Reddish-Brown Spots on the Skin

Reddish-brown spots on the skin can be due to a variety of conditions ranging from bruising and bleeding under the skin, to skin cancer and diseases such as psoriasis or eczema. According to the American Academy of Family Physicians, oftentimes reddish-brown spots are harmless changes that occur with age. They also can indicate more serious medical conditions that a dermatologist should inspect.


Natural changes to the skin occur with age. Age spots, also called liver spots, appear as reddish-brown spots on areas exposed to the sun and usually are harmless. Also called lentigines or liver spots, they usually appear on the backs of the hands, the back, feet or face. Fade creams may reduce the appearance of age spots. When they develop unusual shapes, the spots should be evaluated for potential malignancies.


A nerve infection that causes reddish-brown bumps on the body is called shingles and is common in the elderly, although it can affect people of any age. Early symptoms of shingles include fatigue, headaches or localized pain. The spots usually appear in a line across the chest, face, scalp, feet or hands. They usually stay on one side of the body. Shingles spots typically last for a couple weeks and are treated with anti-viral medications.


Bacterial and fungal infections are prevalent among people with diabetes and usually appear as reddish-brown spots around the eyelids, nails and hair follicles. The spots usually are itchy and also may appear in warm folds of the skin. According to the American Diabetes Organization, arc-shaped rashes that are reddish-brown and appear on the fingers or ears may be due to disseminated granuloma annulare and should be treated by a doctor.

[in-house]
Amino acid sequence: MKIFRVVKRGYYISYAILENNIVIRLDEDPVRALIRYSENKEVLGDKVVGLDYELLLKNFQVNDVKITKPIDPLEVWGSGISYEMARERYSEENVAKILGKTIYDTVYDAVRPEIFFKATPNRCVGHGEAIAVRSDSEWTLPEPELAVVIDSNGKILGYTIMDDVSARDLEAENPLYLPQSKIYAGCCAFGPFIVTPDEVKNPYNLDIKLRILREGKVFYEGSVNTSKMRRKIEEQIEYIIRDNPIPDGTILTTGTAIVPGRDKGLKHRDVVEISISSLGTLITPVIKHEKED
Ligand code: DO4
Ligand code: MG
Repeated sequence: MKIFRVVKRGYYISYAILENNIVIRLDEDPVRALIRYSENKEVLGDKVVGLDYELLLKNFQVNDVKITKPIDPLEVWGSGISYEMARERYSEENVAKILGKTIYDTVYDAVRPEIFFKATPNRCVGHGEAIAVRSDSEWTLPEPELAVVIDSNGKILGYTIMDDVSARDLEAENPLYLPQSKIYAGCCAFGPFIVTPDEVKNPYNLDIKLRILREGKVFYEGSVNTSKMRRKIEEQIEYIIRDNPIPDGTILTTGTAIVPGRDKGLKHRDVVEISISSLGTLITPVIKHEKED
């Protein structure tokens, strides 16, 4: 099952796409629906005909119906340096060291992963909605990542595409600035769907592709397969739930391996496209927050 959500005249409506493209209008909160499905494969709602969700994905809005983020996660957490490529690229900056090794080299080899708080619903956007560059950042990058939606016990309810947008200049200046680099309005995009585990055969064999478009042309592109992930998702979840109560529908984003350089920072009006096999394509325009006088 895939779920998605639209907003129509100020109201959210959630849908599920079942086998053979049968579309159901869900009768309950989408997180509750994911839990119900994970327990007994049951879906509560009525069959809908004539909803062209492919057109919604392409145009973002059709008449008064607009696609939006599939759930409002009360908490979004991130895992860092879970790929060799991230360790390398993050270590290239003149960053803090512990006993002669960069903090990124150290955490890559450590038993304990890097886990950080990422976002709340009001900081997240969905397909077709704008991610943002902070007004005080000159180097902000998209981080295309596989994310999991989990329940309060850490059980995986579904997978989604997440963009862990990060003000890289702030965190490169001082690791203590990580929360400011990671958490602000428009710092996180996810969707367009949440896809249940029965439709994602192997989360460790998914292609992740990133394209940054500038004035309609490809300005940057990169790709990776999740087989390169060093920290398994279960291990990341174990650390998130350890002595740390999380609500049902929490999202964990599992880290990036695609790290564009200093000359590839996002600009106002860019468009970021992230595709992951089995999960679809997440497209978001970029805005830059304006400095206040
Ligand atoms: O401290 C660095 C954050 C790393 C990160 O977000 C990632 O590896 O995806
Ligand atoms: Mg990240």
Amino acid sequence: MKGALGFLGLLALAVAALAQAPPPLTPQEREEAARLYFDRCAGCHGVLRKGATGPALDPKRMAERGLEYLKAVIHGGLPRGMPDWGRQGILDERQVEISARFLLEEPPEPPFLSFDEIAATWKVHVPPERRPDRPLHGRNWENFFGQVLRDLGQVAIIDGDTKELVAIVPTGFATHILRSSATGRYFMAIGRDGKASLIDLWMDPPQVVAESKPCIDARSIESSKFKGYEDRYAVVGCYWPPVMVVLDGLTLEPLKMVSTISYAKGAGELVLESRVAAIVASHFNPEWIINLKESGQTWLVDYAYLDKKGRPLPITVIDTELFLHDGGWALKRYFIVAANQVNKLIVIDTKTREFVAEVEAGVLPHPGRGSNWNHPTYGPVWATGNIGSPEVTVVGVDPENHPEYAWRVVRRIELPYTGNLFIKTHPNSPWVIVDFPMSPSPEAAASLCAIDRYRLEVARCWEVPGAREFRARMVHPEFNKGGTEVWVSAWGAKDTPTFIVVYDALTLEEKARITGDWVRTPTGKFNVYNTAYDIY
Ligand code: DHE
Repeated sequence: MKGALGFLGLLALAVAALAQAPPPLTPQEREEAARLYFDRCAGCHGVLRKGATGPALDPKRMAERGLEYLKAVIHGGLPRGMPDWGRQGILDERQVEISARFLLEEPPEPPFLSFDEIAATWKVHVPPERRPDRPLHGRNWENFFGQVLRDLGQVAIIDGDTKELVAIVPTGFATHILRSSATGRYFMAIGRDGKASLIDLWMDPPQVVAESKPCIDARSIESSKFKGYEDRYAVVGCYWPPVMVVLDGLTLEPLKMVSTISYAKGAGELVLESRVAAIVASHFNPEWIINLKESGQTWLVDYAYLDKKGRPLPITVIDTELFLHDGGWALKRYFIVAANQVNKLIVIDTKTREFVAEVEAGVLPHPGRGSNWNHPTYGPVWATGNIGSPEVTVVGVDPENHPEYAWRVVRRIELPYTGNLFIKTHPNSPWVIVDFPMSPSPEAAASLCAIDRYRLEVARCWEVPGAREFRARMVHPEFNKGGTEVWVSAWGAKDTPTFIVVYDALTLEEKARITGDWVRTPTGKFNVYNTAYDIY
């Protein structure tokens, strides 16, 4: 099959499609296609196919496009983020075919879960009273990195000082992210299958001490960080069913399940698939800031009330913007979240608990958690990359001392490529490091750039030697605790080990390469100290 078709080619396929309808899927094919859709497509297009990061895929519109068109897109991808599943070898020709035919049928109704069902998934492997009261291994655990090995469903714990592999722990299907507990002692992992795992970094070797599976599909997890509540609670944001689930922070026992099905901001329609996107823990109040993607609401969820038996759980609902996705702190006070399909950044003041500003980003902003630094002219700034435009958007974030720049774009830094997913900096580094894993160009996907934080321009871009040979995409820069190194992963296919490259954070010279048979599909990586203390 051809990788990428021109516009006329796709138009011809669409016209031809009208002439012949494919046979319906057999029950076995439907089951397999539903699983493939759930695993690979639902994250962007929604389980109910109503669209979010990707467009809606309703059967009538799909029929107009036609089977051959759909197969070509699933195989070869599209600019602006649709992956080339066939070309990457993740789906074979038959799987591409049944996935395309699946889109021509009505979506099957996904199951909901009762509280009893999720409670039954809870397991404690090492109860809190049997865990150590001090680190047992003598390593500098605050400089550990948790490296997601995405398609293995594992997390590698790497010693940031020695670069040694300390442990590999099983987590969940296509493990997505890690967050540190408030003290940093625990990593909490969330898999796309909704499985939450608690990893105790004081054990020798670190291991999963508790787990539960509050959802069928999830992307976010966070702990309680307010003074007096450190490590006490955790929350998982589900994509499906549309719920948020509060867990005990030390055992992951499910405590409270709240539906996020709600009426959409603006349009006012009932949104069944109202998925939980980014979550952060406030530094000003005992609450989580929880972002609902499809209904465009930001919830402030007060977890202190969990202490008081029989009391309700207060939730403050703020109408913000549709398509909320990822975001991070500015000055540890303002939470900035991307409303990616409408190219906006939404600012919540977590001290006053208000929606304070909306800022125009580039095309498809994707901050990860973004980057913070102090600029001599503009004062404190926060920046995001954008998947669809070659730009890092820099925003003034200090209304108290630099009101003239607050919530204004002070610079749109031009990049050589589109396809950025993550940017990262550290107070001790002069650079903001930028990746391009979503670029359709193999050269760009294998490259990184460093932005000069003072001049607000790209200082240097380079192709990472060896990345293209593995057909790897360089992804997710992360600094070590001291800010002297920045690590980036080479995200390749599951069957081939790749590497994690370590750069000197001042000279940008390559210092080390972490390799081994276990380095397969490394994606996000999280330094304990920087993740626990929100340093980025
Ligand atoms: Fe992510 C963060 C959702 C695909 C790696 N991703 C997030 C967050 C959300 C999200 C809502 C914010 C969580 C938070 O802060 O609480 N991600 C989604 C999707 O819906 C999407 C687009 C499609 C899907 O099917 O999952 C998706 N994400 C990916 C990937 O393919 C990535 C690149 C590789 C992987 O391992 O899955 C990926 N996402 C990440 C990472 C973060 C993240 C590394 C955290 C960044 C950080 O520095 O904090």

Small reddish-brown spots called actinic keratosis are first felt by touch rather than noticed by the eye and may prove to be precancerous skin cells. According to the Skin Cancer Foundation, they typically appear on those areas of the skin that are often exposed to sun, such as the ears, face, hands and neck. They can grow to about an eighth or quarter-inch in size and be sensitive or itchy. The spots can develop into a number of different skin cancers and may be removed by your doctor or treated with topical creams to make them dissolve.


Psoriasis is an autoimmune disease that produces reddish-brown scales and lesions on the skin. Sometimes the spots are covered with a buildup of white, silvery dead skin cells. Various conditions trigger psoriasis outbreaks and can include medications, an injury or stress. People with psoriasis also are at risk for developing skin cancers, diabetes and inflammatory bowel disease. According to the National Psoriasis Foundation, a healthy diet, stress-relieving practices and regular exercise are the most effective treatments to prevent outbreaks.